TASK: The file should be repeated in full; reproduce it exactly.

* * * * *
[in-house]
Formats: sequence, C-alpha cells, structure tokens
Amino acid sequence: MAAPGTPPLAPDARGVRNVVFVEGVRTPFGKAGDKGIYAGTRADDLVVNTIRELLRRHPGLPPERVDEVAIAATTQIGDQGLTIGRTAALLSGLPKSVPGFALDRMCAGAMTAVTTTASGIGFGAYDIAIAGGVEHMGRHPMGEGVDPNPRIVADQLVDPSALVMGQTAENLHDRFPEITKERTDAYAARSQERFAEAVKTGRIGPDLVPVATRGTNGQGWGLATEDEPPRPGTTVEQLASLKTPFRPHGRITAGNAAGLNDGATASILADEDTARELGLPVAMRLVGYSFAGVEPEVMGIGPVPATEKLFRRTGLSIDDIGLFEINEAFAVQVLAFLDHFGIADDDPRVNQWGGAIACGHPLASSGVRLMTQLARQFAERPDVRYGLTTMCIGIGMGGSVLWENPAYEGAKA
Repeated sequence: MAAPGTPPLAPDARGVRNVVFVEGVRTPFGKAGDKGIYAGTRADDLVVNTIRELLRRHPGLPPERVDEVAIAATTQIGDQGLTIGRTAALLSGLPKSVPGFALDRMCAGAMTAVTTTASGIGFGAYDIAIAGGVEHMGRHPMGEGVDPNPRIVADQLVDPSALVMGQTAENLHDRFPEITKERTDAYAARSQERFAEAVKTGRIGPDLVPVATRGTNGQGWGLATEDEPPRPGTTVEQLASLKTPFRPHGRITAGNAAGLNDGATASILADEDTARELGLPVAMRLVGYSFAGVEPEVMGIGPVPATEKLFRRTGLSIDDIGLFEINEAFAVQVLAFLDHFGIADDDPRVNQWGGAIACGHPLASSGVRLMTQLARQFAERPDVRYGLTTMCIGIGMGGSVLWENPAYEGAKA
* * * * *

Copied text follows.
[in-house]
Formats: sequence, C-alpha cells, structure tokens
Amino acid sequence: MAAPGTPPLAPDARGVRNVVFVEGVRTPFGKAGDKGIYAGTRADDLVVNTIRELLRRHPGLPPERVDEVAIAATTQIGDQGLTIGRTAALLSGLPKSVPGFALDRMCAGAMTAVTTTASGIGFGAYDIAIAGGVEHMGRHPMGEGVDPNPRIVADQLVDPSALVMGQTAENLHDRFPEITKERTDAYAARSQERFAEAVKTGRIGPDLVPVATRGTNGQGWGLATEDEPPRPGTTVEQLASLKTPFRPHGRITAGNAAGLNDGATASILADEDTARELGLPVAMRLVGYSFAGVEPEVMGIGPVPATEKLFRRTGLSIDDIGLFEINEAFAVQVLAFLDHFGIADDDPRVNQWGGAIACGHPLASSGVRLMTQLARQFAERPDVRYGLTTMCIGIGMGGSVLWENPAYEGAKA
Repeated sequence: MAAPGTPPLAPDARGVRNVVFVEGVRTPFGKAGDKGIYAGTRADDLVVNTIRELLRRHPGLPPERVDEVAIAATTQIGDQGLTIGRTAALLSGLPKSVPGFALDRMCAGAMTAVTTTASGIGFGAYDIAIAGGVEHMGRHPMGEGVDPNPRIVADQLVDPSALVMGQTAENLHDRFPEITKERTDAYAARSQERFAEAVKTGRIGPDLVPVATRGTNGQGWGLATEDEPPRPGTTVEQLASLKTPFRPHGRITAGNAAGLNDGATASILADEDTARELGLPVAMRLVGYSFAGVEPEVMGIGPVPATEKLFRRTGLSIDDIGLFEINEAFAVQVLAFLDHFGIADDDPRVNQWGGAIACGHPLASSGVRLMTQLARQFAERPDVRYGLTTMCIGIGMGGSVLWENPAYEGAKA